A reply to genocide deniers.

There are basically two kinds of genocide deniers:

Those for whom the existence of a genocide becomes a taboo, which allows them to live in peace with their good conscience, by pretending to believe in something that they know it is a falsification of truth. They know, they just don’t admit it, until, after a certain time, they interiorize the fake version as if it was not fake. I have found a lot of people like that in Serbia and among serbs who live abroad, and it is sometimes heartbreaking to see people that try to live a decent life and to behave according to high moral standards, people whom anybody could call good people, supporting through their silence, the most immoral of all human actions and its perpetrators. If you happen to tackle the subject, they will then try to relativise it, but with a clear discomfort, or maybe they will just say that they don’t want to talk about it. Usually there is a tacit agreement not to talk about the taboo issue, and I never take the initiative of unveiling the taboo with these people, whom I meet for reasons that are not related to my work. I will write my impressions about these people, as well as about my moral dilemmas towards them in another occasion.

For now I want to focus on the other category of genocide deniers, those who actively contribute to fabricate  and maintain the fake version that is then ‘sold’ to those on the above mentioned category, and to outsiders who are not properly informed, and we cannot expect normal people with no links to the region to be fully aware of what happened.

It has happened to me quite often that people confuse me with those not very well informed people, because I look dumb, and I often play dumb in order to see up to each point people try to manipulate me, so I know their strategies.

At a personal level, these people can be very persuasive. Their aggressiveness can be most clearly perceived when they put comments on blogs or news sites. One of the comments in my post about the case of Hasan Nuhanović against the dutch state highlights precisely this point, by recommending the readers to check the comments on this post published by Julijana Mojsilovic on Balkan Insight.

Here is one of those comments:

(…) To finish. You parrot the Western like that men and BOYS were killed at Srebrenica. As far as I know when someone reaches the age of 18 one is considered a man. Women and children were given safe passage. Even the BBC showed that!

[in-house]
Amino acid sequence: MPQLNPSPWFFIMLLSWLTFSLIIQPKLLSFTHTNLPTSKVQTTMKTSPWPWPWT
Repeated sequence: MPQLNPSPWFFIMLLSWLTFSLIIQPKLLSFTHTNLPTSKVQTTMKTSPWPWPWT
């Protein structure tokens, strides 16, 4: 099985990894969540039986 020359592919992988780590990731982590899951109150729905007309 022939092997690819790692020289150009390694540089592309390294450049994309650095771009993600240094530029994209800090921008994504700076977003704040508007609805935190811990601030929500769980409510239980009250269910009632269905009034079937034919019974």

The agressiveness of these comments was properly spotted by other readers, such as the person who then posted this comment:

You are indeed a unique and amazing human being for being able to see the truth in the world for what it is. Many of the posts before me show that clearly many people live in denial of basic facts. They do not know of objective fact-seeking, but rather look for information sources that fit their extremist and ignorant views.

There are abhorrent accusations of Muslim terror and all that in these comments and I am dumbfounded that people can make such baseless facts. There is no use in arguing with you people. The world will embrace Serbia only once more people think like you Julijana

Still, for the sake of those not very well informed people who sometimes drop by through their google searches, I am posting the photos of the graves of:

EDIN OSMANOVIĆ, born in 1979.

1995-1979= 16.

OSMAN ALIĆ, born in 1981.

1995-1981= 14.

SADIK HUSEINOVIĆ, born in 1982.

1995-1982= 13.

I took these photos myself in Potocari, in 11 July 2008. I don’t feel very comfortable in posting them because after all these are the remains of someone’s son, nephew, cousin, friend, but I feel even more discomfort if I don’t post them.

If the dates and names are not clear enough, please click on the photos.

The Srebrenica Genocide Blog has a parcial list of the children killed in Srebrenica.

And here is a good text on genocide denial, by Vladimir Petrović.

Now, I’ll just post this link there as a comment…


Filed under Bosnia, Children, Culture of denial, Duty of memory, Genocide, Serbia, Srebrenica, Uncategorized

18 responses to “A reply to genocide deniers.

  1. Owen

    Thanks Sarah. It’s tedious to keep having to go over the evidence time after time after time. It will never stop, we know the Holocaust deniers will never give up, why should these people? The truth means nothing to them. But as long as the truth is there to confront them they’ll always be recognisable for what they are.

    And let’s salute all the brave Belgraders like Julijana Mojsilovic who refuse to let them get away with it.

  2. Sarah Franco

    thanks for the comment, Owen!

    It’s tedious but necessary, also because in this way we give support to those people like Juliana Mojsilovic who have to face people like that on a daily basis.

  3. Owen

    I understand your concern about the way that photographs are used in an often thoughtless and indiscriminate way but sometimes it’s possible on reflection to judge whether it was justifiable (I agree that you were right to publish those sad photographs of the memorials).